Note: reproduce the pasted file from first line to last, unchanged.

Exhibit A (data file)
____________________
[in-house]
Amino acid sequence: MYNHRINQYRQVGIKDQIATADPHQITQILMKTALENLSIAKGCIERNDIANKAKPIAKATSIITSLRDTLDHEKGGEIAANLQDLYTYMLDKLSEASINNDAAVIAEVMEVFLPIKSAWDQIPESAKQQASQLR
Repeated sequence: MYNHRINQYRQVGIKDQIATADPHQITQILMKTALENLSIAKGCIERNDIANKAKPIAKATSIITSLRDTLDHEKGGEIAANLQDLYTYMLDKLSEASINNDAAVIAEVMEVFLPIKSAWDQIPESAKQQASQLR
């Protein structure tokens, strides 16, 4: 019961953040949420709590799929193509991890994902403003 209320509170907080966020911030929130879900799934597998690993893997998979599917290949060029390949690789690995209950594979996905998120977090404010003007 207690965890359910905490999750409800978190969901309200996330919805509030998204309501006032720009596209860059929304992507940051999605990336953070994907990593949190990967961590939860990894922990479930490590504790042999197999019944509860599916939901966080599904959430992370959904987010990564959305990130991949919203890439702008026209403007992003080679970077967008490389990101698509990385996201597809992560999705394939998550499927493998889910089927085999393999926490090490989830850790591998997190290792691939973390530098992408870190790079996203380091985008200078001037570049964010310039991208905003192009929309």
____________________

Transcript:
[in-house]
Amino acid sequence: MYNHRINQYRQVGIKDQIATADPHQITQILMKTALENLSIAKGCIERNDIANKAKPIAKATSIITSLRDTLDHEKGGEIAANLQDLYTYMLDKLSEASINNDAAVIAEVMEVFLPIKSAWDQIPESAKQQASQLR
Repeated sequence: MYNHRINQYRQVGIKDQIATADPHQITQILMKTALENLSIAKGCIERNDIANKAKPIAKATSIITSLRDTLDHEKGGEIAANLQDLYTYMLDKLSEASINNDAAVIAEVMEVFLPIKSAWDQIPESAKQQASQLR
């Protein structure tokens, strides 16, 4: 019961953040949420709590799929193509991890994902403003 209320509170907080966020911030929130879900799934597998690993893997998979599917290949060029390949690789690995209950594979996905998120977090404010003007 207690965890359910905490999750409800978190969901309200996330919805509030998204309501006032720009596209860059929304992507940051999605990336953070994907990593949190990967961590939860990894922990479930490590504790042999197999019944509860599916939901966080599904959430992370959904987010990564959305990130991949919203890439702008026209403007992003080679970077967008490389990101698509990385996201597809992560999705394939998550499927493998889910089927085999393999926490090490989830850790591998997190290792691939973390530098992408870190790079996203380091985008200078001037570049964010310039991208905003192009929309």